You know how God told Noah to build a boat in order to save his wife and kids from the Flood? The ark rescued this family by providing refuge from the chaos of the storm that surrounded them.
In your family, here’s what shelter looks like:
A Christian home is a place where dad is respected and mom is really loved. It’s a place where children are nurtured.
Free Printable – How to Build a Great Christian Home
Click the image above or on this link to get the FREE printable (PDF) from Robert Wolgemuth – A Quick Guide to Building a Great Christian Home.
Most men don’t mind the battle. Every man does mind disrespect. You can take on a man nose to nose. You can challenge him on the tennis court or baseball diamond and not smile. You can go for it. But don’t roll your eyes or look askance at him. Don’t talk carelessly about him with your friends. Don’t disrespect him. In your refuge, family members may not always agree with dad, but they always respect him. “I think you’re wrong” works. “You’re stupid” does not.
Like every new husband, I entered marriage with no experience. Yes, I had sound models in my father and other men I looked up to, but there were certain quiet nuances for which I was completely unprepared. Thankfully, I married a woman who alerted me to these necessary refinements… with respect.
“I know that you love me,” she began. “But during the day when we’re apart, I just want to know that you’re thinking about me.” She was not whining. In love, she was telling me how to love her — how to make our home a refuge in the middle of our chaotic lives. So way back then, every once in a while, I’d pick up the phone at the office and call her. “Hi, honey, it’s me,” I said. “Look, I’m on my way to a meeting and just have a second, but I want you to know how crazy I am about you. You’re the best. I’ve got to run. I’ll see you tonight.” That was then, but now a text message with the same words is such a good idea.
Remember what it was like when you first noticed each other and your heart did one of those skip-a-beat things? Reaching out to express your affection was something that you did a lot. This was not obligatory. It was something you wanted to do. You loved each other so much that you literally couldn’t help yourself. Thinking about each other throughout the day was common fare. The Bible calls this returning to your “first love” (Revelation 2:4).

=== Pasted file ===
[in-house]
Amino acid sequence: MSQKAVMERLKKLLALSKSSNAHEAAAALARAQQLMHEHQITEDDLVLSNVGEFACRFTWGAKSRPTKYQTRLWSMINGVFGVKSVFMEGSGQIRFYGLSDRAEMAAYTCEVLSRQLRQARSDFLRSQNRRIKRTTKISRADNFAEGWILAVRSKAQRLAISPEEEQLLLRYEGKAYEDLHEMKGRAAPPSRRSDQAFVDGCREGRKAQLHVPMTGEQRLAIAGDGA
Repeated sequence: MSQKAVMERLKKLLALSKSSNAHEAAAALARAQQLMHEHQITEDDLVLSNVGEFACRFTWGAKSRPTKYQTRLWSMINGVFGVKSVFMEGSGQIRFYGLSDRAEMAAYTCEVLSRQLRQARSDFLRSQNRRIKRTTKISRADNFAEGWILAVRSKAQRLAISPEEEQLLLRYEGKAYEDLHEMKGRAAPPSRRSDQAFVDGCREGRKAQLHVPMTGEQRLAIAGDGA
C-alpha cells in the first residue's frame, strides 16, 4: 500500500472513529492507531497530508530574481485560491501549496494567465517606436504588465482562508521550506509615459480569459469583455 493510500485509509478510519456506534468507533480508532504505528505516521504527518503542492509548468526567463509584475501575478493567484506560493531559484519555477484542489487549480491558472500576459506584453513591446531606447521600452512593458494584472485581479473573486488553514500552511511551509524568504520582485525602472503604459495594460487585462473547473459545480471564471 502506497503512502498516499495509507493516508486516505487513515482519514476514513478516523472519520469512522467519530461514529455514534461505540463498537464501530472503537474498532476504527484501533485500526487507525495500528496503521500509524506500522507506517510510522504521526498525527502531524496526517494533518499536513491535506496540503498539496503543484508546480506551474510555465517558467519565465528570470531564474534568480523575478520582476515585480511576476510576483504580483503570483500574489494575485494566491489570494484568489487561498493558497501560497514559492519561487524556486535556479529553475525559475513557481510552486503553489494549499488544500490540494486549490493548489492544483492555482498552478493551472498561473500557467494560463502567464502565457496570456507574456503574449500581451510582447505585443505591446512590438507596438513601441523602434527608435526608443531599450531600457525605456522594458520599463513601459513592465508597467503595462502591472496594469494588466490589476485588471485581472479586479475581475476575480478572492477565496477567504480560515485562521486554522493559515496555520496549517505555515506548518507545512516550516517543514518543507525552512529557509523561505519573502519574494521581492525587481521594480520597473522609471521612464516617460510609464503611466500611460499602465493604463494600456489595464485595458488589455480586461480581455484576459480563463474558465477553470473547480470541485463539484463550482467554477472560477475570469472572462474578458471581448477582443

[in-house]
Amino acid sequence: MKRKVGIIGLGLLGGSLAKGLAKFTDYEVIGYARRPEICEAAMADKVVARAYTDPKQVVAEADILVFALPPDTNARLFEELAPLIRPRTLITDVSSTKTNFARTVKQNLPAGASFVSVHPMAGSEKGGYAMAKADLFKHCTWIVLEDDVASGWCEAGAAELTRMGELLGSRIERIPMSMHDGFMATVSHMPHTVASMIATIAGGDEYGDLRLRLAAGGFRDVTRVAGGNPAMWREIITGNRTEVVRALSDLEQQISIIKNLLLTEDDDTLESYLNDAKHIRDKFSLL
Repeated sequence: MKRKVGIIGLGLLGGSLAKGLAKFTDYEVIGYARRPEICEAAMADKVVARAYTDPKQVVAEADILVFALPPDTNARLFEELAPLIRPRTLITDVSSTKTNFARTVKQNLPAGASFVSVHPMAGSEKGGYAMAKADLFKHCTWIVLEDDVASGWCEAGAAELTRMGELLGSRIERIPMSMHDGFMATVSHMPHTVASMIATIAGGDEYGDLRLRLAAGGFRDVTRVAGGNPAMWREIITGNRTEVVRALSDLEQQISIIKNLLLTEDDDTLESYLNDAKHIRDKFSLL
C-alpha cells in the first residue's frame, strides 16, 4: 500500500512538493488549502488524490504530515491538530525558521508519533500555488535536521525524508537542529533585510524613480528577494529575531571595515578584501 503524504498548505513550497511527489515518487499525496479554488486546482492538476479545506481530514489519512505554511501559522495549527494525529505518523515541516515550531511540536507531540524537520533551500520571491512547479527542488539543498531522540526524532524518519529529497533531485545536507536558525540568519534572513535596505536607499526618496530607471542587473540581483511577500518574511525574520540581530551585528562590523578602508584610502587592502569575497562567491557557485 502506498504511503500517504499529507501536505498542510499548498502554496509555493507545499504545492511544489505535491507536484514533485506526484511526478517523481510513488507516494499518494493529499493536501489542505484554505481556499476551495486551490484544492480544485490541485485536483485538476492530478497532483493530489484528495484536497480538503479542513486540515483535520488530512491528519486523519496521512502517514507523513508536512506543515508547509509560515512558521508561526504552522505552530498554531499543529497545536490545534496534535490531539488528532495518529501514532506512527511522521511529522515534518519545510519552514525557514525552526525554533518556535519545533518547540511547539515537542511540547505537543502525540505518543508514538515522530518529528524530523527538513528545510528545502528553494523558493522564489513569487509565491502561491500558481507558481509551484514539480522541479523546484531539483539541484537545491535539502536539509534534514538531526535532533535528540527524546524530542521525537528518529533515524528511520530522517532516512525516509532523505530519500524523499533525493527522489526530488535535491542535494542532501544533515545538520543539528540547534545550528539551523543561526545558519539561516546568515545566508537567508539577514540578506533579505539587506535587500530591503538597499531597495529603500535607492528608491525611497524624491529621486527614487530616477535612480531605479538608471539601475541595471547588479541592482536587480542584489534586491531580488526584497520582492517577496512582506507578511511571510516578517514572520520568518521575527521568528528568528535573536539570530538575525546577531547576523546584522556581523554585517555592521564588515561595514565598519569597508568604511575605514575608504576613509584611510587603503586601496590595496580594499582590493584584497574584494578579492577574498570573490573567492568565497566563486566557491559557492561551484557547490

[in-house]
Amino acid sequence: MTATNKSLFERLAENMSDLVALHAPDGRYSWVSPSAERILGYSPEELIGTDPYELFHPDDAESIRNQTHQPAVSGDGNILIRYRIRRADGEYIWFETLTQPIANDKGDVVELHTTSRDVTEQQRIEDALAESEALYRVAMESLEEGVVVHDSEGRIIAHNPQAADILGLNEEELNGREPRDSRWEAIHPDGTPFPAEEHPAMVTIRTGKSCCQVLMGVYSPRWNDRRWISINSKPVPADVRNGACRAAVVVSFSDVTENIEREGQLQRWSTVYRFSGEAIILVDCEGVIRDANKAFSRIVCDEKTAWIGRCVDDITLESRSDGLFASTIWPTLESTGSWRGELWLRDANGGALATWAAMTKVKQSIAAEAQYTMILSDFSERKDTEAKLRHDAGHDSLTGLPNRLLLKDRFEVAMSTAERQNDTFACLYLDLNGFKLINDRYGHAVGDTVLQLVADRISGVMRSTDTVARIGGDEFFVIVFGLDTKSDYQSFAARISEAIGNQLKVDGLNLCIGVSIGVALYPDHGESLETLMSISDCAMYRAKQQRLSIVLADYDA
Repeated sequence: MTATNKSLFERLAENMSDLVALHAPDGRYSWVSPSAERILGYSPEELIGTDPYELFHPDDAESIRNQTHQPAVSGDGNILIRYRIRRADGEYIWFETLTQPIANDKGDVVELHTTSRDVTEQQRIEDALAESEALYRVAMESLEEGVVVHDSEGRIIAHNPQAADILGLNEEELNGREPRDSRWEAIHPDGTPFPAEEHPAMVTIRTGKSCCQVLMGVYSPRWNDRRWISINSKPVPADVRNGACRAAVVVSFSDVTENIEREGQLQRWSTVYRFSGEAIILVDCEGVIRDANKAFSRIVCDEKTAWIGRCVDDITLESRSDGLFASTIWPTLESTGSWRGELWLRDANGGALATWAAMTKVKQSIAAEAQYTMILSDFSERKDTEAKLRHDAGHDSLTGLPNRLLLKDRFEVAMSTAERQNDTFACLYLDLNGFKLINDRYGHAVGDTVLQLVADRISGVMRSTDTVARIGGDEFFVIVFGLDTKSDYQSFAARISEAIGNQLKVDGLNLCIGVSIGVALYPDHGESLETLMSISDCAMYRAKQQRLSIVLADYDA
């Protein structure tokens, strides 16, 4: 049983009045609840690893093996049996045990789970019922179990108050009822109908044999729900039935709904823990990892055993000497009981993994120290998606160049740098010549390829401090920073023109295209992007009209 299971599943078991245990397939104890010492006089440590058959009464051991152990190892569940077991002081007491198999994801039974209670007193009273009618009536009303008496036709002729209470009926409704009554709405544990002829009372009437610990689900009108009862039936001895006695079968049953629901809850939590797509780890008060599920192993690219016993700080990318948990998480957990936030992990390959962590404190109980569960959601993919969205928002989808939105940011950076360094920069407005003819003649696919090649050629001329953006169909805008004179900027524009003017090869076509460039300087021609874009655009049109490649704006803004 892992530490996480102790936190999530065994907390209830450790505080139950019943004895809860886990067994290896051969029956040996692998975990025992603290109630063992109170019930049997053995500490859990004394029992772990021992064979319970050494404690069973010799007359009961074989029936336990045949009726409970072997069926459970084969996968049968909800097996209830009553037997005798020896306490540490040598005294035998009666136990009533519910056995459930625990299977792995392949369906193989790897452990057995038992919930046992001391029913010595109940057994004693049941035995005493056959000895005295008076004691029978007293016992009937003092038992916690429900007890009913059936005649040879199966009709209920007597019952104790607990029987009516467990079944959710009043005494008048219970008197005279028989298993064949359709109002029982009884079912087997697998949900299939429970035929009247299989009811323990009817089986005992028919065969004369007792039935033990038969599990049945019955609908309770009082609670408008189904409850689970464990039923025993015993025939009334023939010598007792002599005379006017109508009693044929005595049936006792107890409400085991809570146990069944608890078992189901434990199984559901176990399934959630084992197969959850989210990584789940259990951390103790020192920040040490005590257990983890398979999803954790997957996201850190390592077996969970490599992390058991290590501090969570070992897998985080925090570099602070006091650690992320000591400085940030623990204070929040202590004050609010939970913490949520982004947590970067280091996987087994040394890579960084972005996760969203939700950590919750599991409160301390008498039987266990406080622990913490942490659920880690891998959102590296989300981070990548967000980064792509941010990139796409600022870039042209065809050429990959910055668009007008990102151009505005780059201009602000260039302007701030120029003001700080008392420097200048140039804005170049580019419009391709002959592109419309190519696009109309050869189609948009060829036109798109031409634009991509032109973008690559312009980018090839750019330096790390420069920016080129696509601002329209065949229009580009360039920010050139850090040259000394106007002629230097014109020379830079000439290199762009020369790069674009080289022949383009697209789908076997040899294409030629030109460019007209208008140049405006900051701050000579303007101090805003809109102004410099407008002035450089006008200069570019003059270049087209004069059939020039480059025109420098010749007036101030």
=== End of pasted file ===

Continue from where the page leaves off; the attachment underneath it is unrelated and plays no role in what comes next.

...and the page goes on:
So husbands ought to love their own wives as their own bodies; he who loves his wife loves himself. For no one ever hated his own flesh, but nourishes and cherishes it, just as the Lord does the church. — Ephesians 5:28–29
In these verses, Paul gave us two other powerful clues to loving mom: nourish and cherish.
Nourish literally means “to feed” — something that has to happen multiple times every day. What if the last meal a woman ate was on her wedding day? Of course, she wouldn’t live very long. In the same way you must eat to live, the verses say that a husband’s love for his wife literally nourishes her. He can’t get away with saying, “I love you… until further notice.” Expressions of his love must be as regular as the sustenance that comes from daily meals.
Cherish is what a mother bird does as she broods over her nest. She guards her eggs, protects them from danger, and keeps them warm. Yes, I know that this is a very feminine-sounding concept, but there are very few woman alive who wouldn’t say, “I wish I had more of that in my home.”